June 28, 2014

Court ruling in Watauga case may make it harder to sue police

A recent Texas Supreme Court opinion may make it difficult to sue police agencies for excessive force.

When Russell Gordon was arrested by Watauga police on suspicion of drunken driving five years ago, he repeatedly complained that the handcuffs were too tight and caused a great deal of pain.

Gordon sued Watauga, alleging negligence and excessive force over how the officer used the handcuffs, but the city fought back, saying it couldn’t be sued under state law.

While lower courts sided with Gordon’s claims, a recent Texas Supreme Court opinion overturning and dismissing the case may, in the end, make it increasingly difficult to sue police agencies in excessive force cases.

Michael Lovins, an attorney who represented Gordon, said he is concerned that if someone is injured during an arrest or as an innocent bystander, suing will be more difficult.

“If a state or government official is committing an arrest, it doesn’t matter what they do or how badly the person gets hurt. There is nothing you can do against the state,” Lovins said.

Lovins said Gordon cannot appeal to a federal court because the case involves state law.

Joe Tooley, an attorney who represented Watauga, said the Supreme Court ruling was needed because opinions previously differed on when sovereign immunity could be waived under the Texas Tort Claims Act.

“This has been an open legal issue for years. Courts and cities really needed some guidance on this issue,” Tooley said.

Gordon declined to be interviewed or comment to the Star-Telegram.

The arrest

In January 2009, Gordon was stopped by Watauga police on suspicion of driving while intoxicated. According to court records, Watauga officers asked him to submit to a sobriety test, but he refused.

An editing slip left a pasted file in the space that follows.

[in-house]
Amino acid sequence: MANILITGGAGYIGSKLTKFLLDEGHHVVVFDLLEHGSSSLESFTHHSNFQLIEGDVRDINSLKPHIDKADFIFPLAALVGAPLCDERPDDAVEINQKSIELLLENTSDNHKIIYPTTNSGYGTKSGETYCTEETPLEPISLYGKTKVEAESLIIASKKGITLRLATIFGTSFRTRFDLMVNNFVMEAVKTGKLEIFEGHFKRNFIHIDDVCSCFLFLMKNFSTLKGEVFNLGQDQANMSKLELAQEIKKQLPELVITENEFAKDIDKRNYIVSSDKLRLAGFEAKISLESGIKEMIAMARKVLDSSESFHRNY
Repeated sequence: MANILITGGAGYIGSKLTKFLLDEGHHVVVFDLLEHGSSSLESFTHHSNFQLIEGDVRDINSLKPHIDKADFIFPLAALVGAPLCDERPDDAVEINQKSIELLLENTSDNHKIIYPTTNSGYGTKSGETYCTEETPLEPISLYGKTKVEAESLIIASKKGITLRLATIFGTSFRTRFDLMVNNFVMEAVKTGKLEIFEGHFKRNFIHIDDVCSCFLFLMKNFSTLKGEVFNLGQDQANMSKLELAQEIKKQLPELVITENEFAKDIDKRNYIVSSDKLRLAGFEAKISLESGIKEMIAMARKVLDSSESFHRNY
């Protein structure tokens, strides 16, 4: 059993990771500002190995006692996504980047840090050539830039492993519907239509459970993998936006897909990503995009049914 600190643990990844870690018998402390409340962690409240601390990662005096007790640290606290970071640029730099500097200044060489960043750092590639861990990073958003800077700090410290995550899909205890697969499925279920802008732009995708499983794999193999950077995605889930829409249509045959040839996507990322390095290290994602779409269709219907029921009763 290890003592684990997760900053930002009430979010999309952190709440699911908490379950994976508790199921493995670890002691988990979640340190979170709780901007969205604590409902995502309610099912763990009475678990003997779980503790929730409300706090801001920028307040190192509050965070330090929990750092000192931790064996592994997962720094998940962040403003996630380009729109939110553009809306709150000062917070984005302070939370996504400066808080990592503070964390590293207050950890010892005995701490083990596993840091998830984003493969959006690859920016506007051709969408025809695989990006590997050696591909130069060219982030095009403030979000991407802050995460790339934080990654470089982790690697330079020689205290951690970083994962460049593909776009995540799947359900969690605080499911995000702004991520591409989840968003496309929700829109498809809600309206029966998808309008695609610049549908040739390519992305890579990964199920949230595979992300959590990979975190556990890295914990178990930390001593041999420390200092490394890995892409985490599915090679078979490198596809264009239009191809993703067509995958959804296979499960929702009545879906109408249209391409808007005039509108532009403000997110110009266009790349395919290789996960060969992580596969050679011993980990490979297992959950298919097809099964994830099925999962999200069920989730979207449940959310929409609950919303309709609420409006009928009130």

Police then told Gordon that he would be arrested and handcuffed. Gordon did not resist arrest and did not resist being handcuffed.

But when he complained that the cuffs were too tight and he was suffering wrist pain, police ignored Gordon’s complaints, according to court documents.

He was booked in to the Watauga Jail and still complained that the handcuffs were too tight.

Gordon had to seek medical attention because of the injuries to his wrists, Lovins said.

In 2011, Gordon sued Watauga and won in both state District Court and the 2nd Court of Appeals with both courts ruling that Watauga was negligent, effectively waiving the city’s immunity claim.

Supreme Court Justice John Devine wrote in his opinion that because Gordon alleged that police used excessive force in his arrest, a claim that arises out of a battery, his pleadings do not state a claim for which governmental immunity has been waived under the Tort Claims Act.

Setting guidelines

Defense attorney Greg Westfall, who has heard a number of claims involving handcuffs, said the Texas Supreme Court is trying to head off unreasonable force claims and put those cases in federal court.

“Having practiced criminal defense I’ve heard a lot of handcuff claims, and I’ve seen a lot of marks left by handcuffs. I’m not sure if it’s not an intentional act,” he said.

Lynne Rambo, a professor at the Texas A&M Law School, said both sides bring up valid arguments.

“What is clearly happening is that the Supreme Court is setting guidelines for cases that will get immunity under the Tort Claims Act … ,” Rambo said.

“As with many decisions, you get increased clarity at the cost of compensation for injured people.”

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